The Contender


| May / June 2005

Why a Washington Post reporter traded the Capitol beat for a ringside seat

ONE DAY IN 1971 when I was 28 years old a hot apricot pit fell into my lap. It flipped out of my dessert saucer as I ate lunch with my bosses Ben Bradlee, executive editor of The Washington Post, and its now-deceased publisher, Katharine Graham. I was the goalpost, so to speak, and they were on the sidelines, one at each elbow. I'd seen trouble ahead as soon as an otherwise kindly server dished a hot apricot into my saucer. Never before had I been served anything so foreign, and I had no idea how to eat it. As I looked for clues from Bradlee and Graham, I made a wrong move with my spoon and the pit popped into my lap like an enemy grenade.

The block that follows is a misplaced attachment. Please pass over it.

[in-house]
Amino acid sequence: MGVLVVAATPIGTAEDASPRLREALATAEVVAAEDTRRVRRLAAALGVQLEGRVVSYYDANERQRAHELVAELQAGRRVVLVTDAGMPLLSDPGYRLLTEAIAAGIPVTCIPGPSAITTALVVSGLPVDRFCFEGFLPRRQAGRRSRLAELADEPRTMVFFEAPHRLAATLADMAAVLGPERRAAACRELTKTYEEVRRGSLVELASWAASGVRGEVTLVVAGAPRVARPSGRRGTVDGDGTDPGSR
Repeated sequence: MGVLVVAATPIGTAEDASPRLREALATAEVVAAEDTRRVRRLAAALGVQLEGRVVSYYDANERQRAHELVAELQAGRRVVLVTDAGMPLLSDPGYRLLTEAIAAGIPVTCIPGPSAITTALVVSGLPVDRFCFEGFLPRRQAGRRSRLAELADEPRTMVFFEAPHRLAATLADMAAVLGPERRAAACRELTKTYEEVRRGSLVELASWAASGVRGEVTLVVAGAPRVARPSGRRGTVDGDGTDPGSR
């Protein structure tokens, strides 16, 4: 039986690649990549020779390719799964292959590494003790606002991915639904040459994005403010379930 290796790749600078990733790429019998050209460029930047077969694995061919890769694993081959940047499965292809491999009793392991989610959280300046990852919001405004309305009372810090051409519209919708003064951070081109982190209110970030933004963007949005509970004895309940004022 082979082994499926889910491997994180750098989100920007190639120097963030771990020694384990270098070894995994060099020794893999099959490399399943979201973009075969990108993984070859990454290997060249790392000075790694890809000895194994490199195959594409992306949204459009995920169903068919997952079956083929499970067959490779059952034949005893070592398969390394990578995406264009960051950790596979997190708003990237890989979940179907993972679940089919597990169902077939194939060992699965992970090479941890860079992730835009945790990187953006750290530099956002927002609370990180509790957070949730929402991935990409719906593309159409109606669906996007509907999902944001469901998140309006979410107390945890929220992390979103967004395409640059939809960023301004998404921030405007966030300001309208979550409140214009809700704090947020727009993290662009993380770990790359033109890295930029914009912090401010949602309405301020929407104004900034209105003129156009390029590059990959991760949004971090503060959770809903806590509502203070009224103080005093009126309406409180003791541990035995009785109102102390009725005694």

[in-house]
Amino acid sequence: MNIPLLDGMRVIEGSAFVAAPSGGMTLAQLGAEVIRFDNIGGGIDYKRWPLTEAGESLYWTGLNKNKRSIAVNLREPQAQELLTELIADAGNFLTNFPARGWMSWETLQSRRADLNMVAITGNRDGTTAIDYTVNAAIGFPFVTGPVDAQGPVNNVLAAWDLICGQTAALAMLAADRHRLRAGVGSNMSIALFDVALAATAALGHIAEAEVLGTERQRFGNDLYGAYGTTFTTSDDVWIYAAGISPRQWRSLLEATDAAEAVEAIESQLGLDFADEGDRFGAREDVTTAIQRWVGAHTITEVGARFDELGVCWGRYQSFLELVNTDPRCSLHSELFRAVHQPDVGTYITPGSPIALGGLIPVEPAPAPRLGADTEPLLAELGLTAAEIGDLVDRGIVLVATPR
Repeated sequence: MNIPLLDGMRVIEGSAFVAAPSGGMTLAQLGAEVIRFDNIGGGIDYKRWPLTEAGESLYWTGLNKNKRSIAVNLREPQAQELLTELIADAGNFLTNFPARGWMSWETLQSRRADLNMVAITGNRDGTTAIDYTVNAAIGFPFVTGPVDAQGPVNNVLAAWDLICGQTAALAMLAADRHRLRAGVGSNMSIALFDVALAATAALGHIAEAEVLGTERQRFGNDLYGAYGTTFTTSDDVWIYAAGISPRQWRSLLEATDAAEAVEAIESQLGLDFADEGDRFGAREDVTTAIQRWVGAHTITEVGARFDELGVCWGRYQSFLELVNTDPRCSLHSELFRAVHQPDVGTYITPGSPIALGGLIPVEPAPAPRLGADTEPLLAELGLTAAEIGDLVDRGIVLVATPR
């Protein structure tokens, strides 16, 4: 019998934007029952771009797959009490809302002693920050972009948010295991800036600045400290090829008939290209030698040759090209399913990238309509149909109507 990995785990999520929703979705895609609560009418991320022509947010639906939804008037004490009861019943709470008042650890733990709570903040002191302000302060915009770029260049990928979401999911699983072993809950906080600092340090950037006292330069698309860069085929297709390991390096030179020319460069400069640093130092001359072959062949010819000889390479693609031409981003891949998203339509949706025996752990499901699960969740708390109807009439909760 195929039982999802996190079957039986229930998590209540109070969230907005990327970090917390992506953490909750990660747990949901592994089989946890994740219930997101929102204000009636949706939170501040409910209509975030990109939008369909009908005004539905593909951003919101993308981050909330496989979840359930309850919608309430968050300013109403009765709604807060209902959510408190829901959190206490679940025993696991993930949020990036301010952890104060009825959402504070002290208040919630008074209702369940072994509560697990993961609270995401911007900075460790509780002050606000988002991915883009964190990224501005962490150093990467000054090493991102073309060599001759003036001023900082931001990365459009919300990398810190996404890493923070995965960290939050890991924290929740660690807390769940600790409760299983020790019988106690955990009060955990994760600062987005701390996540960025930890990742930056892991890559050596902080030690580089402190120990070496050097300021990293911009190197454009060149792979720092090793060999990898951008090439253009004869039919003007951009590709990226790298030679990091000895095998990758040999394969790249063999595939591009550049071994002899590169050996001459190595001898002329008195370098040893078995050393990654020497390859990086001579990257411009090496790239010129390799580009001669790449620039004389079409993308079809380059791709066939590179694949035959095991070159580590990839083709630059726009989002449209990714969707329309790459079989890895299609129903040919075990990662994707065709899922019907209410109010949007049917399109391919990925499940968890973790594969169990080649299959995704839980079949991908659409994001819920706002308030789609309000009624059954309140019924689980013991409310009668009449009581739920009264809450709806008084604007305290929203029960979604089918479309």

I knew I should do something, but what? As Graham and Bradlee pretended they weren't watching, the pit chomped its way through my career like Pac-man. After too many moments it finally occurred to me that I should pick up the pit with my fingers and place it in the saucer, which I did. But full recovery took many years. Each time I replayed the event in my mind it made me acutely aware that my father belonged to the Amalgamated Meat Cutters and Butcher Workmen union and I'd graduated from Southern Illinois University -- one of those directional schools that had been shaped out of a state-run teachers college.